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The Two-Way
11:17 am
Sat February 23, 2013

Syrian Opposition Group Boycotts International Meetings

Government forces patrol a district under their control in Aleppo, Syria, on Friday.
AFP/Getty Images

Syria's main opposition group is declining invitations to international meetings to protest what it calls the "shameful" failure by world leaders to end violence there.

"The international silence on the crimes committed every day against our people amounts to participating in two years of killings," the Syrian National Coalition said in a statement released Friday and reported on by Agence France-Presse and other news organizations.

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It's All Politics
9:35 am
Sat February 23, 2013

Liberal Watchdog Group: 'Fix The Debt' Movement More Astroturf Than Grassroots

Originally published on Sat February 23, 2013 3:03 pm

The liberal watchdog group Center for Media and Democracy says Fix the Debt — a key unit in philanthropist Pete Peterson's corps of organizations to battle the national debt — is a pro-business effort masquerading as a grassroots movement.

In a conference call with reporters Friday, CMD director Lisa Graves called Fix the Debt "an Astroturf supergroup that is exceedingly well funded." The term "Astroturf" refers to groups that appear to be citizen-organized but actually have their roots at consultants' offices inside the Capital Beltway.

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Oscars 2013: The 85th Annual Academy Awards
9:03 am
Sat February 23, 2013

EW's Oscar Guy: Predictions, Backstage Tales

Anthony Breznican is a senior writer at Entertainment Weekly and its chief Oscars correspondent.
Anthony Breznican

Originally published on Sat February 23, 2013 6:40 pm

Like millions of Americans, Anthony Breznican will be watching the Oscars this Sunday night. But unlike the rest of us, Breznican, a senior writer for Entertainment Weekly, will be watching from backstage. As EW's chief Oscars correspondent, he escapes the confines of the press rooms for a more intimate look at the ceremony — the kind of view most journalists can only dream of.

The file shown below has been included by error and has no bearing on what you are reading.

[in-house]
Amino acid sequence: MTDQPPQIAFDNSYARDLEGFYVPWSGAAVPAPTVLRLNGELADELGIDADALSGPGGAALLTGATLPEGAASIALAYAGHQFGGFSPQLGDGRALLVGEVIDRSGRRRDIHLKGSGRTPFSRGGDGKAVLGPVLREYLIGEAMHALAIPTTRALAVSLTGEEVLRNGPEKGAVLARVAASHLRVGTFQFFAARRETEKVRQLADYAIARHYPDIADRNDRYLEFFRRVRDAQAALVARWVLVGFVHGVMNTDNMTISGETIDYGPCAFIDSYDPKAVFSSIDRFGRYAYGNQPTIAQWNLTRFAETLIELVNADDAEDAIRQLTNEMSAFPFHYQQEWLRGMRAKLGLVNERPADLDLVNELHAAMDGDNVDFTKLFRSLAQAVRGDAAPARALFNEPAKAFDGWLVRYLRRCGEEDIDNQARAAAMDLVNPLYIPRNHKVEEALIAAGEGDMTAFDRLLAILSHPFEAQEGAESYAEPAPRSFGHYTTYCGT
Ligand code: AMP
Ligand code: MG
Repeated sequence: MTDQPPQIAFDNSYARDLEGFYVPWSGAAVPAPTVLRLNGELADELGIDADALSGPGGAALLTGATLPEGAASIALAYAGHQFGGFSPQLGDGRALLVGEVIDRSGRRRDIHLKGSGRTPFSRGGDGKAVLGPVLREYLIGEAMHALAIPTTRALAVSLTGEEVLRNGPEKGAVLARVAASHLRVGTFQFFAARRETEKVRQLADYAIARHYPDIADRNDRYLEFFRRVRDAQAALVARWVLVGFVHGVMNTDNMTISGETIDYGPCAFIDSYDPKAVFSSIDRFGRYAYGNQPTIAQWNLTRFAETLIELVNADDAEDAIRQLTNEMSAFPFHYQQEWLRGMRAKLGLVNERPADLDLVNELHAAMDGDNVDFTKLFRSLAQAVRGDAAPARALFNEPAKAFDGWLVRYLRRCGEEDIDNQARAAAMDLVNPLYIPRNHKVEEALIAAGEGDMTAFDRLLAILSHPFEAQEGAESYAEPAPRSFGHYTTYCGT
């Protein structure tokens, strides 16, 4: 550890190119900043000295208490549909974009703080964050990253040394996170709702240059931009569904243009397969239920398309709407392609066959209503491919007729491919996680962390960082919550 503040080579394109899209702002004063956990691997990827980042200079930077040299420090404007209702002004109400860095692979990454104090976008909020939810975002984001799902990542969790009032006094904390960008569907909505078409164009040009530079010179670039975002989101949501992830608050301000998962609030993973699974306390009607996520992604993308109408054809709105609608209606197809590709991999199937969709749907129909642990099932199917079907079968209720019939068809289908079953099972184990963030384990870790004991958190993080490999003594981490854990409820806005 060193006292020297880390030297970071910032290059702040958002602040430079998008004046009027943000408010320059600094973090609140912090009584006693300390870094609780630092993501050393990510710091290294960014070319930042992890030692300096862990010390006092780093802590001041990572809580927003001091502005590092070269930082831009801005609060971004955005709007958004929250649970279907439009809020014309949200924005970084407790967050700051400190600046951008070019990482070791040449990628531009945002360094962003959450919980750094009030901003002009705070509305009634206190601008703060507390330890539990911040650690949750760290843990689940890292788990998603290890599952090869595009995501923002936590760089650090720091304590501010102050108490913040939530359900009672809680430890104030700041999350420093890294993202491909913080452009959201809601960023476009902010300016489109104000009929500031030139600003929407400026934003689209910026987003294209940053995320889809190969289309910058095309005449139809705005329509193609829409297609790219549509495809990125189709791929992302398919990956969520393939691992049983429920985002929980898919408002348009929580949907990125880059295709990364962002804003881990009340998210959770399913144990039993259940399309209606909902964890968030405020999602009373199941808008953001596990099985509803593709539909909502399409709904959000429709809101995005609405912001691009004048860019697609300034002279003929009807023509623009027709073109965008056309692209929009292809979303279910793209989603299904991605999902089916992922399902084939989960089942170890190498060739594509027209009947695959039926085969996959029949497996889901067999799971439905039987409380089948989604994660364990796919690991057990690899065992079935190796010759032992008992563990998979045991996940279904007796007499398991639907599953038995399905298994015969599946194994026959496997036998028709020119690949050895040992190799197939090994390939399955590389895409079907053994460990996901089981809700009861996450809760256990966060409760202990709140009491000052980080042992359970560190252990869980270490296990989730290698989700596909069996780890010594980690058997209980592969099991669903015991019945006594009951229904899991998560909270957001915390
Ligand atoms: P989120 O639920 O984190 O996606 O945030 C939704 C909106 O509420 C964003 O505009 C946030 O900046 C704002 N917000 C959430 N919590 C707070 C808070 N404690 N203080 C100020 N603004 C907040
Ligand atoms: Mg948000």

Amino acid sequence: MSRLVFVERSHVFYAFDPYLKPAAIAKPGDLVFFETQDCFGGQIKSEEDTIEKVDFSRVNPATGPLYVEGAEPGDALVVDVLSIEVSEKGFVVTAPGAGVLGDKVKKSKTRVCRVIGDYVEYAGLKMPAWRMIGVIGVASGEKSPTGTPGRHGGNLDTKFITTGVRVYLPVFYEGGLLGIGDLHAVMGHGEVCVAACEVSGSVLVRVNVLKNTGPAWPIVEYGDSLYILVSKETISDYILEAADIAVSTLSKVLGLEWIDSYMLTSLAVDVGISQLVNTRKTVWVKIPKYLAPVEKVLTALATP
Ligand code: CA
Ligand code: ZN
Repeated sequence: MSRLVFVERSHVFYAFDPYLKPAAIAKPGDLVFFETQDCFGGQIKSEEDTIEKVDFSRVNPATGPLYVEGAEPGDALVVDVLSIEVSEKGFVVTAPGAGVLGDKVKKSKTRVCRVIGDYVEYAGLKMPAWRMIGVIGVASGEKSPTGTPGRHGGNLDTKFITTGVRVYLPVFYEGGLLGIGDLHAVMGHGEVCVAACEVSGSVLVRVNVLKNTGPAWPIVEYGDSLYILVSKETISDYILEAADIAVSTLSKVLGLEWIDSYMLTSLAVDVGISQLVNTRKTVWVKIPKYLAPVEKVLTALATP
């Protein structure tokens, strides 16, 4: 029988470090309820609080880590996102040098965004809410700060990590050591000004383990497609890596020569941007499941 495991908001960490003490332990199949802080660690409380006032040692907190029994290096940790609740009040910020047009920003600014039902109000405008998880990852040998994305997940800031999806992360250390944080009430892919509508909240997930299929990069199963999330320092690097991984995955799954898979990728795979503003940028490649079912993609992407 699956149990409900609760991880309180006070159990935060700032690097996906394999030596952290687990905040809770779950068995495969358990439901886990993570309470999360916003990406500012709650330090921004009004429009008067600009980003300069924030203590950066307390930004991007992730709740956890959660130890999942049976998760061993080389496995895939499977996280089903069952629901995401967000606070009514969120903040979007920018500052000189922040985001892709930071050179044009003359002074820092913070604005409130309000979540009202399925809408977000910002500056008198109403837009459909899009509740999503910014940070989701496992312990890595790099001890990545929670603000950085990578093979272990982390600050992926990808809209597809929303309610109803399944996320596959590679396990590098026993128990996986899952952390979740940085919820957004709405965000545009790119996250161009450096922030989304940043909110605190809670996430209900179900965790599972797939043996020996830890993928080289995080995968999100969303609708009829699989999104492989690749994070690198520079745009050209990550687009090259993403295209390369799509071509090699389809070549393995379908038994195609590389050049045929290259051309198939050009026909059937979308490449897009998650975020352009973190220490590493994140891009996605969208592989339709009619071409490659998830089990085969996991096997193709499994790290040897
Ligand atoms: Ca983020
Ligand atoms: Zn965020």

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Fresh Air Weekend
9:03 am
Sat February 23, 2013

Fresh Air Weekend: Blanco And Bazelon

Richard Blanco reads his poem "One Today" during President Obama's second inaugural, on Jan. 21.
Jewel Samad AFP/Getty Images

Originally published on Sat February 23, 2013 11:36 am

Fresh Air Weekend highlights some of the best interviews and reviews from past weeks, and new program elements specially paced for weekends. Our weekend show emphasizes interviews with writers, filmmakers, actors and musicians, and often includes excerpts from live in-studio concerts. This week:

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The Record
7:03 am
Sat February 23, 2013

Music, The Food Of 'Amour'

Emmanuelle Riva in Michael Haneke's Amour.
Sony Pictures Classics

Originally published on Sat February 23, 2013 11:31 am

Film scores are, by and large, manipulative. They do their work at the periphery of the senses, signaling danger, heralding victory, prodding us toward fear and joy in time with the unfolding story. Crucially, they are also empathic, letting us in on what the actors' words or faces may not convey. And when things get unpleasant, the score can step in as an emotional buffer — a layer of unreality between us and the action that lets us know we're safe. Sunday night at the Oscars, Hollywood will honor a film whose music manages to get all these things right.

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History
6:45 am
Sat February 23, 2013

Civil Rights Exhibit Highlights Successes, Work Left To Be Done

An undated photo from the exhibit shows Southern Christian Leadership Conference officials leading demonstrators in a march "against fear and injustice" in Decatur, Ga.